A. Probably the biggest one was when I made a United Way speech at Firestone.

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Obituary, Martha Pietkoski, 2001

Martha Pietkoski

OAK HILL – Martha Pietkoski, 95, died Thursday, Nov. 1, 2001 at Hilltop nursing home following a long illness.

Born July 29, 1906, in Sand Lick, she was the daughter of the late Calvin and Eliza Etta Daniels Atha.

Mrs. Pietkoski attended Pilgrim Holiness Church, Fayetteville, and was a homemaker.

She was preceded in death by a son, Bernard Ray Pietkoski; a daughter, Rosalee Pietkoski Wykle; and three brothers, Edward, Wilmer and Theodore Atha.

Survivors include two sons, Fred Crouse of Oak Hill and Wayne Crouse of Cuyahoga Falls, Ohio; a sister, Maude Stover of Quinwood; and grandchildren.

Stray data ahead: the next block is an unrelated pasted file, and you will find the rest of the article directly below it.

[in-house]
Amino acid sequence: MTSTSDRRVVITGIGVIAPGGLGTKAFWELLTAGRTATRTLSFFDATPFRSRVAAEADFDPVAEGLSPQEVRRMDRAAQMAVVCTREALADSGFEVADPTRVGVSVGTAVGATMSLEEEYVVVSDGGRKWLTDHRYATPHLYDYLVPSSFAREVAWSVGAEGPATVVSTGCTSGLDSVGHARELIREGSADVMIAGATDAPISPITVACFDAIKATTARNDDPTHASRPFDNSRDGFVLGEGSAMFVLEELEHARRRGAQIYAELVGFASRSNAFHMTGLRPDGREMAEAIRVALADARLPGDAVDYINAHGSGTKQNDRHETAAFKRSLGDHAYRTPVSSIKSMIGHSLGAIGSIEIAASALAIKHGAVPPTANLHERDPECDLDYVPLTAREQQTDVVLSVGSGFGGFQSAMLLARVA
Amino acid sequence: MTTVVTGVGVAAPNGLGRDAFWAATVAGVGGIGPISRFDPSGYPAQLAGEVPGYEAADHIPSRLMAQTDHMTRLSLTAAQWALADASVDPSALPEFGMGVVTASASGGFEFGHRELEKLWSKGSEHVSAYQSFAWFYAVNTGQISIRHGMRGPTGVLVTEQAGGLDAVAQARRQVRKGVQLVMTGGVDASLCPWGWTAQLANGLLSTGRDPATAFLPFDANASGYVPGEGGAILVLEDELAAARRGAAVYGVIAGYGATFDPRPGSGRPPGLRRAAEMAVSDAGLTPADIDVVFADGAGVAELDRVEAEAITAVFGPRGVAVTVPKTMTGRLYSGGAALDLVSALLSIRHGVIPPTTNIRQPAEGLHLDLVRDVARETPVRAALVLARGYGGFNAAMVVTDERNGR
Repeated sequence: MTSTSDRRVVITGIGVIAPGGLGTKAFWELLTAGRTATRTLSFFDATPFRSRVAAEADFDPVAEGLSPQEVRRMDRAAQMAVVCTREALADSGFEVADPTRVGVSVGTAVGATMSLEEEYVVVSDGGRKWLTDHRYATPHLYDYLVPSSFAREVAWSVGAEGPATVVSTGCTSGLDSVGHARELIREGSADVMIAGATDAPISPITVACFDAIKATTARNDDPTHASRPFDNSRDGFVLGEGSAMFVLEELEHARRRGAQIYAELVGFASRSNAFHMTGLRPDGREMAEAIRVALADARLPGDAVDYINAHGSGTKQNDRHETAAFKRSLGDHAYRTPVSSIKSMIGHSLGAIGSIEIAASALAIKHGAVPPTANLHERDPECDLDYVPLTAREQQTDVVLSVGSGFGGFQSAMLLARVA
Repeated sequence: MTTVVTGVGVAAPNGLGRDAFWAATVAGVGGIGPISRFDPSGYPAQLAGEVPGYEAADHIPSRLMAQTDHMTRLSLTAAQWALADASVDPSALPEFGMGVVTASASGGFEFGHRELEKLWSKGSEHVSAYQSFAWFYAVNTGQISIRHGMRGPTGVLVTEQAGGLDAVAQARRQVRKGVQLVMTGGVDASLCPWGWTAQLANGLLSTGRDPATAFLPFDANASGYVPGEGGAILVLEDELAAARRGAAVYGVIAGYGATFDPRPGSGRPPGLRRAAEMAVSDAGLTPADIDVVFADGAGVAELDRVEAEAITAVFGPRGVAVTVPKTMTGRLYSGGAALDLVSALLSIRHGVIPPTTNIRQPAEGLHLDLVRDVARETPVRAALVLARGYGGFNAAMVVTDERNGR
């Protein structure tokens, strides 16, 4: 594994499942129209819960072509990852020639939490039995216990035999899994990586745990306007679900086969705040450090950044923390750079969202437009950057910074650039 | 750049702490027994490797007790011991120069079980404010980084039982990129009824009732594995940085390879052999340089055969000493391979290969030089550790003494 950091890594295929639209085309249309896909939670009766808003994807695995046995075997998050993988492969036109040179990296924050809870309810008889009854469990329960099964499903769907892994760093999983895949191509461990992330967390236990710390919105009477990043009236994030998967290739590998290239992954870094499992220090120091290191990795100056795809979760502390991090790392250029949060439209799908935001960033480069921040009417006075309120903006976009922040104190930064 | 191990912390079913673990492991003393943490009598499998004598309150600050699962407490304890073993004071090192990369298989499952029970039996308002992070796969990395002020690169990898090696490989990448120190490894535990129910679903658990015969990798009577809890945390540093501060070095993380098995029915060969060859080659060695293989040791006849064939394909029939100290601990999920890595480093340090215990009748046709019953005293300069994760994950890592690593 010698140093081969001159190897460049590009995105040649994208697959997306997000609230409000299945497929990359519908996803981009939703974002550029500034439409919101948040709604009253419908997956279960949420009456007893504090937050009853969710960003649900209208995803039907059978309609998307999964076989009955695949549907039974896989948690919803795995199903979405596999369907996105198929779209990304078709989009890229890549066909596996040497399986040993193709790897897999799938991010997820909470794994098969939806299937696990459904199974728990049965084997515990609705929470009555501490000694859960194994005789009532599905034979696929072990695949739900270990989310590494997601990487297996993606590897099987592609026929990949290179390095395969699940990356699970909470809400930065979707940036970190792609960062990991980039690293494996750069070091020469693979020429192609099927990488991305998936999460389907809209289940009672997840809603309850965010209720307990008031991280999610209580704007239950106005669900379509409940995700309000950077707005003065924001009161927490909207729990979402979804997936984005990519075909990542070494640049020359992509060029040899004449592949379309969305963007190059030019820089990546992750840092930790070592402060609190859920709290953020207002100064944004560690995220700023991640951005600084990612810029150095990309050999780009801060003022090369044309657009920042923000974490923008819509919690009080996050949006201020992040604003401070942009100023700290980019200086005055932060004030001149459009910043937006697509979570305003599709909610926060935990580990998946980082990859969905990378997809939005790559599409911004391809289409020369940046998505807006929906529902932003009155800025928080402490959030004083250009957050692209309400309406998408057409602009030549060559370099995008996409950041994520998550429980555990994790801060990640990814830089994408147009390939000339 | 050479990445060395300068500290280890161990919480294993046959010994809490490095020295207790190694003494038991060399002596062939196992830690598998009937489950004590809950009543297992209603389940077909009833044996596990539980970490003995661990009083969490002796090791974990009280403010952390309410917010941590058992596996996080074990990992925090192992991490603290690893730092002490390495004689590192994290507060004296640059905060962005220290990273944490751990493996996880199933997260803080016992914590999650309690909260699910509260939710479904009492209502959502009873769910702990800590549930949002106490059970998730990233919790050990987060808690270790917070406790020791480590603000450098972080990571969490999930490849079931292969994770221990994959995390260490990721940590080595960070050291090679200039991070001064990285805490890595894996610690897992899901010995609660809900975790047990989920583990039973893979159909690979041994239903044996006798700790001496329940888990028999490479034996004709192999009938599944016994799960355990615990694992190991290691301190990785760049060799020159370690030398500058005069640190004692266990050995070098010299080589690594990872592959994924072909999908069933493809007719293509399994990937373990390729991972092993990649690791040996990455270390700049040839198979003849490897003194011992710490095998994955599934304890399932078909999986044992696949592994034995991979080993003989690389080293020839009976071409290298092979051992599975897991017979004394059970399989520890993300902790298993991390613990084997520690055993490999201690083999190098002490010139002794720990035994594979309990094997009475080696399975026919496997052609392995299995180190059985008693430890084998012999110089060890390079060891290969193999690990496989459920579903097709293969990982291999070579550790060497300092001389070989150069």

Service will be 2 p.m. Saturday at High Lawn Funeral Chapel, Oak Hill, with the Rev. Bill Menefee officiating. Burial will follow in High Lawn Memorial Park, Oak Hill.

Friends may call one hour before service Saturday at the funeral home.

Arrangements by High Lawn Funeral Chapel, Oak Hill.

Source: Register Herald, 2 November 2001

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Obituary, Wilmer Atha, 2000

July 5, 2000
Wilmer Atha

Oak Hilll – Wilmer Atha, 89, of Oak Hill died July 3, 2000, in a Beckley hospital after a long illness.

He was a member of UMW and the Faith Assembly, Glen Fork.

Surviving: sons, Wilmer Dean Atha of Flat Top, Roy Atha of Rocky Gap, Va., Michael Atha of Fayette County, Bobby Ray Atha of Beckley; sisters, Maude Stover of Quinwood, Martha [surname not printed] of Fayette County; five grandchildren.

Service will be 1 p.m. Thursday at Blue Ridge Funeral Home, Propsperity, with Pastor Sammy Francis officiating.

Burial will be in Blue Ridge Memorial Gardens. Friends may call from 6 to 9 p.m. today at the funeral home.

Source: The Charleston Gazette Online, at this link on 10 March 2001: